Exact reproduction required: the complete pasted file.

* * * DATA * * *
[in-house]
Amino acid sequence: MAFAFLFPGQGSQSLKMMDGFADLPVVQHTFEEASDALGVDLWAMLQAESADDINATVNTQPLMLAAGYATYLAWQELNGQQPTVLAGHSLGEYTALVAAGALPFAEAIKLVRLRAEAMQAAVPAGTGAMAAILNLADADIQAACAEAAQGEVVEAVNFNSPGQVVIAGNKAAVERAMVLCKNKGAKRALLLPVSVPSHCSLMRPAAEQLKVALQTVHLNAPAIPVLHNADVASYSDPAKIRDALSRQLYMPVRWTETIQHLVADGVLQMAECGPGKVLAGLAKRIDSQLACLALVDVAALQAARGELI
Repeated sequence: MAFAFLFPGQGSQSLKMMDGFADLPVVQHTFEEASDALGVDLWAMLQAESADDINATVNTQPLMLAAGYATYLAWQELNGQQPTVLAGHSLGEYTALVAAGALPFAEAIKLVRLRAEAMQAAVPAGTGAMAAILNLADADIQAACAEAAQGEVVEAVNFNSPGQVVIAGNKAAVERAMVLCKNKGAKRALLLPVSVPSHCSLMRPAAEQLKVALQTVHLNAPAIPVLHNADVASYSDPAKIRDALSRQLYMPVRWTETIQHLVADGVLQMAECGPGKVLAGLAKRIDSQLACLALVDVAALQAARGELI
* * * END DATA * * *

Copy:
[in-house]
Amino acid sequence: MAFAFLFPGQGSQSLKMMDGFADLPVVQHTFEEASDALGVDLWAMLQAESADDINATVNTQPLMLAAGYATYLAWQELNGQQPTVLAGHSLGEYTALVAAGALPFAEAIKLVRLRAEAMQAAVPAGTGAMAAILNLADADIQAACAEAAQGEVVEAVNFNSPGQVVIAGNKAAVERAMVLCKNKGAKRALLLPVSVPSHCSLMRPAAEQLKVALQTVHLNAPAIPVLHNADVASYSDPAKIRDALSRQLYMPVRWTETIQHLVADGVLQMAECGPGKVLAGLAKRIDSQLACLALVDVAALQAARGELI
Repeated sequence: MAFAFLFPGQGSQSLKMMDGFADLPVVQHTFEEASDALGVDLWAMLQAESADDINATVNTQPLMLAAGYATYLAWQELNGQQPTVLAGHSLGEYTALVAAGALPFAEAIKLVRLRAEAMQAAVPAGTGAMAAILNLADADIQAACAEAAQGEVVEAVNFNSPGQVVIAGNKAAVERAMVLCKNKGAKRALLLPVSVPSHCSLMRPAAEQLKVALQTVHLNAPAIPVLHNADVASYSDPAKIRDALSRQLYMPVRWTETIQHLVADGVLQMAECGPGKVLAGLAKRIDSQLACLALVDVAALQAARGELI